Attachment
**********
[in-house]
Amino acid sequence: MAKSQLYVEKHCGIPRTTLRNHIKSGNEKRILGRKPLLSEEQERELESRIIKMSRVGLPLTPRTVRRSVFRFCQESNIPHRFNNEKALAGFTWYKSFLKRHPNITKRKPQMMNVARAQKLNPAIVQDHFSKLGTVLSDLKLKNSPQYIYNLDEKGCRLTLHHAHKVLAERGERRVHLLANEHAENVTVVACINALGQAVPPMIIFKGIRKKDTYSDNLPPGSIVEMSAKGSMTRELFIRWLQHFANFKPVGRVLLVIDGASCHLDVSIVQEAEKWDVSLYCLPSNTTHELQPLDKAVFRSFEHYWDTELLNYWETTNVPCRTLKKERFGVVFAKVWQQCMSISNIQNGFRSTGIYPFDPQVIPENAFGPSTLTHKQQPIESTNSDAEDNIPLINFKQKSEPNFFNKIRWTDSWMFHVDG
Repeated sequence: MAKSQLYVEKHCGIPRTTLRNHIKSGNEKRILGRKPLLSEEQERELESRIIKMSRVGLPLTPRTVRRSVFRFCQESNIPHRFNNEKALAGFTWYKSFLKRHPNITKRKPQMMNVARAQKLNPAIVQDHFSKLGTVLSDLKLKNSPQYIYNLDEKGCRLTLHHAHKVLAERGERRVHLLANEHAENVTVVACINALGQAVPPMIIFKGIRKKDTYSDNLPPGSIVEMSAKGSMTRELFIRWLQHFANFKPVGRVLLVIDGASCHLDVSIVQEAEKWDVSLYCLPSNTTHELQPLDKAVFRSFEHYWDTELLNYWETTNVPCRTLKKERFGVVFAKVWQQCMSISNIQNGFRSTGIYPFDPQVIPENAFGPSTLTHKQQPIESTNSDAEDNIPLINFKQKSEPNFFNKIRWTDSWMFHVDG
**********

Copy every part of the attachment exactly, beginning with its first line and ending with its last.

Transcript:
[in-house]
Amino acid sequence: MAKSQLYVEKHCGIPRTTLRNHIKSGNEKRILGRKPLLSEEQERELESRIIKMSRVGLPLTPRTVRRSVFRFCQESNIPHRFNNEKALAGFTWYKSFLKRHPNITKRKPQMMNVARAQKLNPAIVQDHFSKLGTVLSDLKLKNSPQYIYNLDEKGCRLTLHHAHKVLAERGERRVHLLANEHAENVTVVACINALGQAVPPMIIFKGIRKKDTYSDNLPPGSIVEMSAKGSMTRELFIRWLQHFANFKPVGRVLLVIDGASCHLDVSIVQEAEKWDVSLYCLPSNTTHELQPLDKAVFRSFEHYWDTELLNYWETTNVPCRTLKKERFGVVFAKVWQQCMSISNIQNGFRSTGIYPFDPQVIPENAFGPSTLTHKQQPIESTNSDAEDNIPLINFKQKSEPNFFNKIRWTDSWMFHVDG
Repeated sequence: MAKSQLYVEKHCGIPRTTLRNHIKSGNEKRILGRKPLLSEEQERELESRIIKMSRVGLPLTPRTVRRSVFRFCQESNIPHRFNNEKALAGFTWYKSFLKRHPNITKRKPQMMNVARAQKLNPAIVQDHFSKLGTVLSDLKLKNSPQYIYNLDEKGCRLTLHHAHKVLAERGERRVHLLANEHAENVTVVACINALGQAVPPMIIFKGIRKKDTYSDNLPPGSIVEMSAKGSMTRELFIRWLQHFANFKPVGRVLLVIDGASCHLDVSIVQEAEKWDVSLYCLPSNTTHELQPLDKAVFRSFEHYWDTELLNYWETTNVPCRTLKKERFGVVFAKVWQQCMSISNIQNGFRSTGIYPFDPQVIPENAFGPSTLTHKQQPIESTNSDAEDNIPLINFKQKSEPNFFNKIRWTDSWMFHVDG